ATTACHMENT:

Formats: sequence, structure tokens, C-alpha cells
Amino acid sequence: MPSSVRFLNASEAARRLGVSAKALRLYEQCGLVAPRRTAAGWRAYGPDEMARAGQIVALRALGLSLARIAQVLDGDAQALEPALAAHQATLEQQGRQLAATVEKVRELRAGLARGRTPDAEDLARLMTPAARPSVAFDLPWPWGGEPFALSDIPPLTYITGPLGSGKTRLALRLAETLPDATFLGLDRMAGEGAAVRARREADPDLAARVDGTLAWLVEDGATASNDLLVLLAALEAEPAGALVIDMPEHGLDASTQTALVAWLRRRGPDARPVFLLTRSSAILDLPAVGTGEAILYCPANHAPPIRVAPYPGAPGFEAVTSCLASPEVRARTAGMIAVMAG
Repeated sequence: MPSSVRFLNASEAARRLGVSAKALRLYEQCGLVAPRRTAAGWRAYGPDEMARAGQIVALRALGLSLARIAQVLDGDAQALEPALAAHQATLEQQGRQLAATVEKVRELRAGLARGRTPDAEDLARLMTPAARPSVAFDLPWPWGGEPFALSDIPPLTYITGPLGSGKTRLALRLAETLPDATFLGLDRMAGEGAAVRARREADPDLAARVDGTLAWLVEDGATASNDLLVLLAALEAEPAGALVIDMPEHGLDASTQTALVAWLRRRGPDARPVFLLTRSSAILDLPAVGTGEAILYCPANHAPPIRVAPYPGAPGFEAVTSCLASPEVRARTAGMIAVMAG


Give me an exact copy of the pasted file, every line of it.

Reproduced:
Formats: sequence, structure tokens, C-alpha cells
Amino acid sequence: MPSSVRFLNASEAARRLGVSAKALRLYEQCGLVAPRRTAAGWRAYGPDEMARAGQIVALRALGLSLARIAQVLDGDAQALEPALAAHQATLEQQGRQLAATVEKVRELRAGLARGRTPDAEDLARLMTPAARPSVAFDLPWPWGGEPFALSDIPPLTYITGPLGSGKTRLALRLAETLPDATFLGLDRMAGEGAAVRARREADPDLAARVDGTLAWLVEDGATASNDLLVLLAALEAEPAGALVIDMPEHGLDASTQTALVAWLRRRGPDARPVFLLTRSSAILDLPAVGTGEAILYCPANHAPPIRVAPYPGAPGFEAVTSCLASPEVRARTAGMIAVMAG
Repeated sequence: MPSSVRFLNASEAARRLGVSAKALRLYEQCGLVAPRRTAAGWRAYGPDEMARAGQIVALRALGLSLARIAQVLDGDAQALEPALAAHQATLEQQGRQLAATVEKVRELRAGLARGRTPDAEDLARLMTPAARPSVAFDLPWPWGGEPFALSDIPPLTYITGPLGSGKTRLALRLAETLPDATFLGLDRMAGEGAAVRARREADPDLAARVDGTLAWLVEDGATASNDLLVLLAALEAEPAGALVIDMPEHGLDASTQTALVAWLRRRGPDARPVFLLTRSSAILDLPAVGTGEAILYCPANHAPPIRVAPYPGAPGFEAVTSCLASPEVRARTAGMIAVMAG